Rain Gardens

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Don’t fight storm water, use it!

It was a grey and cool Sunday morning, rain clouds looming, when a dozen neighbours and their young children cheerfully gathered for a group photo. They were proud new owners of rain gardens.A dozen houses in the East End recently built rain gardens in their front yards through a grant from the Toronto Foundation Vital Innovations Award. PHOTO: Martina Rowley

PHOTO: Martina Rowley

David Suzuki Foundation’s Homegrown National Park initiative led this neighborhood project providing a solution to their previously damp basements, puddles in their driveways, and plain front yards.

“It seemed like a no-brainer,” said Tara about why she wanted to be part of the pilot project. “It was a great opportunity to do something for the environment, and at the same time it’s really improved the aesthetics of our front yard.”

A rain garden is designed to catch and slow down – and even prevent – stormwater entering the sewer system. In the city, the water source typically is a disconnected downspout, which is redirected into the garden to allow slow infiltration. Its layers of mulch, sand, compost, and peat moss filter out pollutants, help recharge groundwater and aquifers, reduce local flooding and drainage problems, and lower the potential of overloading sewers.

Compared to a patch of lawn, a rain garden allows about 30 per cent more water to soak into the ground. A ‘soak-away’ pit in a rain garden helps direct the collected water towards the water table below, instead of allowing it to disperse and evaporate close to the surface.

The project’s landscape designer, Gillian Leitch of Alter Eden, said “the families are so wonderful and have an amazing sense of community.”

Entire families came with their young children to help dig, put in different layers, and place and plant from a list of 30 native, drought-resistant plants, to create habitats that provide pollen, nectar, and foraging materials for bees and butterflies.

Native Plants in Claremont provided the plants and created a “raingarden wildflower kit” to suit any combination of sun exposure. In addition to columbine, Solomon’s seal, trilliums, bloodroot, Joe pye-weed, swamp weed, milkweed, Cardinal flowers, and coreopsis – to name a few – each garden received 10 lobelias, which the bees seem to go crazy over. Catherine already had numerous milkweed plants in her garden, which self-seeded three summers ago and attract many butterflies and even hummingbirds. “Next year, I want to add more native plants.”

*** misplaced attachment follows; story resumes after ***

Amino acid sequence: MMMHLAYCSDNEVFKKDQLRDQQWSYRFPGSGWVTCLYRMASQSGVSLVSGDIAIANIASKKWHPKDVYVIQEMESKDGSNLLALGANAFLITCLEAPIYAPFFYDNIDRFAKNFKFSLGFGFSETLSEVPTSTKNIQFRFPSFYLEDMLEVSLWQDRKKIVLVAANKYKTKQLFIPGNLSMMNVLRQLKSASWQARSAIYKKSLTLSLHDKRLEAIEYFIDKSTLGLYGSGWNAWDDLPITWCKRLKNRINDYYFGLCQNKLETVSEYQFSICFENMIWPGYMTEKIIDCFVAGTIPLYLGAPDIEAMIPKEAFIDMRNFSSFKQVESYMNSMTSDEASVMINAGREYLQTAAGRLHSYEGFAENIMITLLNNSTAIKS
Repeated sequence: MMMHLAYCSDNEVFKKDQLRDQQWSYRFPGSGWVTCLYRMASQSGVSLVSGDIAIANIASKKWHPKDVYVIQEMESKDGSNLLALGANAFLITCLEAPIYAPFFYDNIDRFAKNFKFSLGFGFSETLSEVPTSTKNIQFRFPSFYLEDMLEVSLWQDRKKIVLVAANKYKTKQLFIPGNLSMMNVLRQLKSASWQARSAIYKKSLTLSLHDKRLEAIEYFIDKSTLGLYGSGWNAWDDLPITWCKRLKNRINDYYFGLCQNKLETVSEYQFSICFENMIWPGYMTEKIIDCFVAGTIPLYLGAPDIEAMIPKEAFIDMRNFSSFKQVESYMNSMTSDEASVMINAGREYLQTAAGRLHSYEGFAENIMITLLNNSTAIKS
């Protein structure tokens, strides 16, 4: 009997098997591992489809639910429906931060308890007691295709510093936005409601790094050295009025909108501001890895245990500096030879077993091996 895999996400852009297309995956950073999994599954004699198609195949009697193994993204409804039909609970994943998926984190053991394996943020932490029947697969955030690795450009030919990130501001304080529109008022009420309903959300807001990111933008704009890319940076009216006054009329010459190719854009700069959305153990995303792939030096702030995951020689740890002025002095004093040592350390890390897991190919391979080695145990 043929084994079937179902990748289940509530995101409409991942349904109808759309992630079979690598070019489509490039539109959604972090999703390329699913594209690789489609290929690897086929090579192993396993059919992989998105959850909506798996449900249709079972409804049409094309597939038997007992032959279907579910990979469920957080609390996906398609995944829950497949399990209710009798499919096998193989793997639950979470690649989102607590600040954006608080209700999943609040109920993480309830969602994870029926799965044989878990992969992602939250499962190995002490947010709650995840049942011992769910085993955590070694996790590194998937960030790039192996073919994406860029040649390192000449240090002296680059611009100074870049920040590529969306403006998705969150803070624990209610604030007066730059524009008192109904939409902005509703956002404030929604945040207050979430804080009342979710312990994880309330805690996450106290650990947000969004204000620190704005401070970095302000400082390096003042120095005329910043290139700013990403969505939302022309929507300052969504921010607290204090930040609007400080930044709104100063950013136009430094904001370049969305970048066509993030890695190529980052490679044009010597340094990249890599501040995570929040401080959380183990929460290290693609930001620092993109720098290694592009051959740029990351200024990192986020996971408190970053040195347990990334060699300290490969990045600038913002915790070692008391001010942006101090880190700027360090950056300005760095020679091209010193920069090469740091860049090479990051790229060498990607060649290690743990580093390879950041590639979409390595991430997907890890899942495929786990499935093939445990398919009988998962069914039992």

Native plants are drought-resistant and require no watering once they are established, yet can also handle being soaked for a few hours after a rainfall. Despite the gardens’ name, a rain garden does not stay wet nor create a breeding ground for mosquitoes. Typically it drains within two to four hours after heavy rain.

Even expert gardener and broadcaster Mark Cullen sings the praises of retaining stormwater. His permeable gravel driveway also fits the new design idea of Low Impact Development (LID), which can even help reduce home insurance rates with some providers.

For now, the new rain gardens in East York, with their signs proudly announcing participation in the project, are a good conversation starter for passersby. Now, Barb says, “One of my neighbours wants to participate in the next rain garden project”, and Tara’s mother, who lives in Barrie, wants her own to solve her flooding problems.

As several proud rain garden owners happily exclaim in unison: “And it’s no-maintenance!”

Martina Rowley is an environmental communicator  ~  martina@beachbusinesshub.ca  

647-208-1810

– Beach Metro Community News – http://www.beachmetro.com –

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